Lands Where the Jumblies Live | Newberry

Lands Where the Jumblies Live

This is not REALLY another column about sorting, no matter how much it might sound like one. I seldom find much confusion about this little matter: it’s just one of those things. Actually, as usual, it’s really two or three of those things, but that’s the joy of life with books. Nothing’s ever quite that simple.

I have expressed the opinion now and again that seventy percent of all biographies REALLY ought to be sorted into Fiction. My percentage goes up to about ninety-five percent when it comes to autobiographies. Still, we have an unwritten rule here: if the publisher considered it to be nonfiction, the book needs to go into a nonfiction category. (Yes, there’s plenty of mock nonfiction out there this century, but most of that goes in Humor.) So we consider what people wrote about themselves in all seriousness to be considered True Facts.

The pull toward nonfiction is even stronger in some categories of people writing about themselves. The autobiographies of politicians, whether published in an election year or not, tend to lean toward the fanciful. The autobiographies of military leaders is similar. (The Memoirs of Ulysses S. Grant is singled out from hundreds of other Civil War autobiographies as being both honest and factual—which tells you what historians think about the rest of ‘em.) Actors and actresses are USED to presenting themselves as something else (on the other hand, so few of them actually write their own autobiographies.)

But ah, travel writers! There are two types of travel writer: those who are writing a guide book based on their on-the-spot research (the word “I” does not appear so often in these) and the ones who want to tell you what fun or danger they encountered while they were doing all this research (even if they didn’t know at the time that they were DOING research.)

Indiana writer and former employee of Marshall Field Emily Kimbrough, for example, wrote such entertaining travel memoirs of the group voyages she made to Greece, New Orleans, and other enchanting locales that her books are simply shelved in the Humor section of most libraries. (Humor is one of those categories that embraces both fiction and nonfiction, and thus lets us sorters off the hook.) Her first book, Our Hearts Were Young and Gay, co-written with Cornelia Otis Skinner, is considered a classic of American Humor even though it is, technically, a Travel book.

What brought this to my attention was the arrival of one of the last books of George Borrow, another of those great nineteenth century writers who somehow just never gets read much nowadays. George Borrow has had a checkered career at the Book Fair. Sometimes his books wind up in Literature, sometimes Biography, and sometimes Travel, because I’ve never been able to get a clear answer on whether his classic works—The Bible in Spain, Lavengro, and Romany Rye—are fiction or nonfiction. His Wild Wales arrived last week, and I decided to check with the high sheriffs online and get a definitive answer to this burning question.

I did. The definitive answer seems to be “Who knows?”

George Borrow was born in 1803: he was an Army brat, and grew up here and there. He was fascinated by language and literature, and his first book was an English translation of German version of Faust (not Goethe’s). This was burned in his hometown because he altered the text just enough to have the devil say something unpleasant about the city. Obviously, this was an author meant to travel.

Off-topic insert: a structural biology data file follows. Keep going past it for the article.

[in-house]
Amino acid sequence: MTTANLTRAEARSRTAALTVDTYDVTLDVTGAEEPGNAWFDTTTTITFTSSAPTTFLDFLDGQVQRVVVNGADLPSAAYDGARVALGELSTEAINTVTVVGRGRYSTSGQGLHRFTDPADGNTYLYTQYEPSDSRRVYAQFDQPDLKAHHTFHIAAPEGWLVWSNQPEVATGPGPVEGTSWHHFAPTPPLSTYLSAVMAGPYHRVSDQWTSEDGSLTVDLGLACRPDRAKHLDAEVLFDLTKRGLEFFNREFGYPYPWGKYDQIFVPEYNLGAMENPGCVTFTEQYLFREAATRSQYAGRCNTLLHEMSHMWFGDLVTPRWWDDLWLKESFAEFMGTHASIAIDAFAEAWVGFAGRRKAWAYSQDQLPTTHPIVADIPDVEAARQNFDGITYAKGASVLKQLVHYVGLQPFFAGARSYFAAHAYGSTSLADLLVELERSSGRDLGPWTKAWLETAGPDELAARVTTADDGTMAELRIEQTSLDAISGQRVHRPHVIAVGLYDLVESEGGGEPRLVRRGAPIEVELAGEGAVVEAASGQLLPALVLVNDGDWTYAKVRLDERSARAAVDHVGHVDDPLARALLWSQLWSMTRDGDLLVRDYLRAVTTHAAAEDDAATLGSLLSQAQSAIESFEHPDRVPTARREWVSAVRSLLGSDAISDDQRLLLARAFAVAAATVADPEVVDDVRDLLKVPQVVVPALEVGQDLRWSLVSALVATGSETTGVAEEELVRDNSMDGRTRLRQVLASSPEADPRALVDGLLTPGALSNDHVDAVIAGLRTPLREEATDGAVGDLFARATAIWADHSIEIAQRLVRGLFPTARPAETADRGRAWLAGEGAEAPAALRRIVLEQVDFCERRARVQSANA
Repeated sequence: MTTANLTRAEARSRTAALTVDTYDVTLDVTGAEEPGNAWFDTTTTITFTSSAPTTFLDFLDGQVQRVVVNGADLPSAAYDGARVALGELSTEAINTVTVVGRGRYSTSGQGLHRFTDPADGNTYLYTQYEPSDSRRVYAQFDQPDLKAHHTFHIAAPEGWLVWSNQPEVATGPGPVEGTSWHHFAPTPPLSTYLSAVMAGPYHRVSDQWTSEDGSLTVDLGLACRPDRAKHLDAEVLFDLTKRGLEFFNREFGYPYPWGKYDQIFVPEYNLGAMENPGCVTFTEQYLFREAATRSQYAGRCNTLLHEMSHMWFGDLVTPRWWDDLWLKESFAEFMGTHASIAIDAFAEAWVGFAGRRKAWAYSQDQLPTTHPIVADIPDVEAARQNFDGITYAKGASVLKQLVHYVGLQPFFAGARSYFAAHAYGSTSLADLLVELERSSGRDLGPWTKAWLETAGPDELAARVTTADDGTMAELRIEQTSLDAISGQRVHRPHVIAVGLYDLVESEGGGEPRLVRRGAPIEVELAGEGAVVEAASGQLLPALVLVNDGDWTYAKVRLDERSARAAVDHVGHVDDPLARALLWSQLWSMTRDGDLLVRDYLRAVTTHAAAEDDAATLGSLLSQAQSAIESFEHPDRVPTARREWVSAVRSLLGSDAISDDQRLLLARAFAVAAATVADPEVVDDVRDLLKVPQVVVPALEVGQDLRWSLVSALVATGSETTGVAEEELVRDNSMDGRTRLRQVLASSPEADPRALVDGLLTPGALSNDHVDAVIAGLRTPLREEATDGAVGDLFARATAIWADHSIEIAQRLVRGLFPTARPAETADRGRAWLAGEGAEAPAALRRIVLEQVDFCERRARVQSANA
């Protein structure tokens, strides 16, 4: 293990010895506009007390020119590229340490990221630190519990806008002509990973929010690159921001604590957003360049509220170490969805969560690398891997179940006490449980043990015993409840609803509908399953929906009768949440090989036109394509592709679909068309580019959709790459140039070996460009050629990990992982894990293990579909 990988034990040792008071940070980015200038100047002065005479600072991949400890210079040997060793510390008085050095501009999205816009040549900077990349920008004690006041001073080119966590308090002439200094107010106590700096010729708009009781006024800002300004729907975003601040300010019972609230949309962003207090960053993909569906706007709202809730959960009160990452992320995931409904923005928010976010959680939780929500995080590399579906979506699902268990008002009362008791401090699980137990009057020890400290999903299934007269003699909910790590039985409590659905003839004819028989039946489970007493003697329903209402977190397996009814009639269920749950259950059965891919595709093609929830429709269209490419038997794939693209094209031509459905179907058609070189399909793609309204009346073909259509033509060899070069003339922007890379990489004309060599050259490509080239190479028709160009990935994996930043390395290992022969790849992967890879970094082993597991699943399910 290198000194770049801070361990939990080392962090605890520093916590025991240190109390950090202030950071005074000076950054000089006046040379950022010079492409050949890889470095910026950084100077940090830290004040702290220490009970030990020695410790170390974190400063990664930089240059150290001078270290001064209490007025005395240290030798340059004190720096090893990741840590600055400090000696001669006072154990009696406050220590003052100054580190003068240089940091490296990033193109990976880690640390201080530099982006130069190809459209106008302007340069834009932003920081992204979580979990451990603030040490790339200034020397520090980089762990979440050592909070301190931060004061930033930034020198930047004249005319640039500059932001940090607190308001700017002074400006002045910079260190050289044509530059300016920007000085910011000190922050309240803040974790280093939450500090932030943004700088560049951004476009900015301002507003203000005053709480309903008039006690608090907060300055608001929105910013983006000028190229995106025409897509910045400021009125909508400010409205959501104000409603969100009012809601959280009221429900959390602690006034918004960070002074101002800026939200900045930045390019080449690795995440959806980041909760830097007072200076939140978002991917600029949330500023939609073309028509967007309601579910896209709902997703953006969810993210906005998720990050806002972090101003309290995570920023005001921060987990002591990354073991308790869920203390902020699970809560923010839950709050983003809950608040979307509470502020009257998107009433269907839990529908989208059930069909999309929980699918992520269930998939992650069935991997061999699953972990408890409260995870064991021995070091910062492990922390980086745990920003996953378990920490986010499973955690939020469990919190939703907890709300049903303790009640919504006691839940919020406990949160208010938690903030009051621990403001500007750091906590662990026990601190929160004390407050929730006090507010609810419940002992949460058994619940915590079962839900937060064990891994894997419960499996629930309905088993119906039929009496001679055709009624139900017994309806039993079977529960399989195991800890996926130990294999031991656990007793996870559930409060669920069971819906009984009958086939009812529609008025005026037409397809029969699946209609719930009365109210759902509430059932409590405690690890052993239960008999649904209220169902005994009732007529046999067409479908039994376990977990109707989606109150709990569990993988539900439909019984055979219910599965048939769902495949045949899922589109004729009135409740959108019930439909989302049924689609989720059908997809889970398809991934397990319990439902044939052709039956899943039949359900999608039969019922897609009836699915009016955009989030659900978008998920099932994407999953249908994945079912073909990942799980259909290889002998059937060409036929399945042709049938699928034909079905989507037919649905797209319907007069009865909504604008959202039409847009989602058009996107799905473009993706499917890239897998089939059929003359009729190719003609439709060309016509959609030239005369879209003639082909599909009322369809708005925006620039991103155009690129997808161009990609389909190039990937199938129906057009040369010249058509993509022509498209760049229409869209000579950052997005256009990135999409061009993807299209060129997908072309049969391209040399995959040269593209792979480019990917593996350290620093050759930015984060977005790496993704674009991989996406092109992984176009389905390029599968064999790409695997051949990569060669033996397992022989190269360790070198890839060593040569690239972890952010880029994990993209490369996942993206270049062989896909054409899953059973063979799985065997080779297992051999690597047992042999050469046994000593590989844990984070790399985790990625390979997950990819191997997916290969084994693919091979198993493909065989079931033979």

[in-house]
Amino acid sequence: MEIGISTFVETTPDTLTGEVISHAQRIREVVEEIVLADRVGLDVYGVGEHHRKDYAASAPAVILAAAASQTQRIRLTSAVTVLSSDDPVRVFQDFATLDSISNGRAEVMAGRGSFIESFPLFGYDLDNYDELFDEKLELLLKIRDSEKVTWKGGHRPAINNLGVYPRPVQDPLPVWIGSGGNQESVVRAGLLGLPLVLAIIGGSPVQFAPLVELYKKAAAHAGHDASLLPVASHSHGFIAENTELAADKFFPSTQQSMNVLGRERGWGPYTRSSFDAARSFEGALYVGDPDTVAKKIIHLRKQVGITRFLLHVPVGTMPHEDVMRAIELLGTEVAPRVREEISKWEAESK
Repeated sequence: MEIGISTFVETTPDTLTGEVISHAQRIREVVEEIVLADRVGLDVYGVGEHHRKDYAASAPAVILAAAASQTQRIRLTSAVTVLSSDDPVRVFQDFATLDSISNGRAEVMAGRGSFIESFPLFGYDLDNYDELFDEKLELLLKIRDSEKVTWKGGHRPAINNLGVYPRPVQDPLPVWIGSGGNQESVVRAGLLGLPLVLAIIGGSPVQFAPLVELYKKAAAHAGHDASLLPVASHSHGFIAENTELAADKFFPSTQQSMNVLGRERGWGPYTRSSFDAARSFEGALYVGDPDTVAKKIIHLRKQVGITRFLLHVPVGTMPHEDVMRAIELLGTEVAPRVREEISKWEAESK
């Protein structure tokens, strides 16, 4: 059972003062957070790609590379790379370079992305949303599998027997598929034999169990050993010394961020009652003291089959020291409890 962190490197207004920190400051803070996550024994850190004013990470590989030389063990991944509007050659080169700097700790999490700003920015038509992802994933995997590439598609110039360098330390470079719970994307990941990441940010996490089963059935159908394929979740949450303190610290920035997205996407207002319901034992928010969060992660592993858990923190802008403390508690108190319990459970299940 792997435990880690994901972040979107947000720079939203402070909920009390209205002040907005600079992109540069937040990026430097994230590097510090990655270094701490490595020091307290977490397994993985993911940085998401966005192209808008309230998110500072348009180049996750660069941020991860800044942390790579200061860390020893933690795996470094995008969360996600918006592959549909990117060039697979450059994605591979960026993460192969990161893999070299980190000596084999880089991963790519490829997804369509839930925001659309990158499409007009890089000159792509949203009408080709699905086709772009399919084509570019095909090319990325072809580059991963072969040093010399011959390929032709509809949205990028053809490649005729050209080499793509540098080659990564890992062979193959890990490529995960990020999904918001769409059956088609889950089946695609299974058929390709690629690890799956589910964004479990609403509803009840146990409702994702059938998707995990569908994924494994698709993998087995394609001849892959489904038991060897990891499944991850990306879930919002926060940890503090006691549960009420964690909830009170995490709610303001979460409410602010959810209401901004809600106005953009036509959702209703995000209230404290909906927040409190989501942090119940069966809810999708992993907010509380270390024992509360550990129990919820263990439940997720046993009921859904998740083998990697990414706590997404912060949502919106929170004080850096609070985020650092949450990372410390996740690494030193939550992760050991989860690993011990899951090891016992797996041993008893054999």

His accounts of his voyages in Spain and Russia (where he went to do a Chinese translation of the New testament: you could do that in those days) were thoroughly admired. He was everything a travel writer ought to be: anecdotal, entertaining, curious. He sought out interesting things and people. Or he said he did. That’s what I mean about travel writers. If George Borrow tells a highly entertaining tale of meeting a bard in a village in Wales, do YOU want to run to Wales and check his facts? Neither did anyone in the nineteenth century.

On the other hand, that’s another thing about travel writers. As long as the story is fun to read and seems plausible to you, how much do you CARE whether it’s true?

Comments

When I was about 7, I became clear on the concept of truth and fantasy. (I think that's the normal age when kids learn to make the distinction; before that age they're imaginations are such, that they easily move between the two and can't always make the distinction.) Having learned the distinction concretely, I vowed I was never going to read fiction -- why waste your time on what isn't true? So I devoted myself to biographies, reading just about every one in the Grove School Library. Which meant 6-7 biographies of Abraham Lincoln, 3 or 4 on Juliet Low, etc, etc. and not getting to Winnie-the-Pooh and Wrinkle in Time until I was a sophomore in college (for which I was glad, because I'm not sure I would have been delighted by them before as I was then). Further serendipity from that decision at 7, was that when I got to seminary 16 years later, I was already comfortable with historical criticism, as others were learning it as a tool for interpreting the gospels or the saga of David, as I had long ago learned to discuss and interpret those biographies of Abraham Lincoln and others by which stories they included, and why.
The Cemetery Lady always felt that when there were so many fascinating true stories out there, what was the point of fiction? Jane Austen disagreed.

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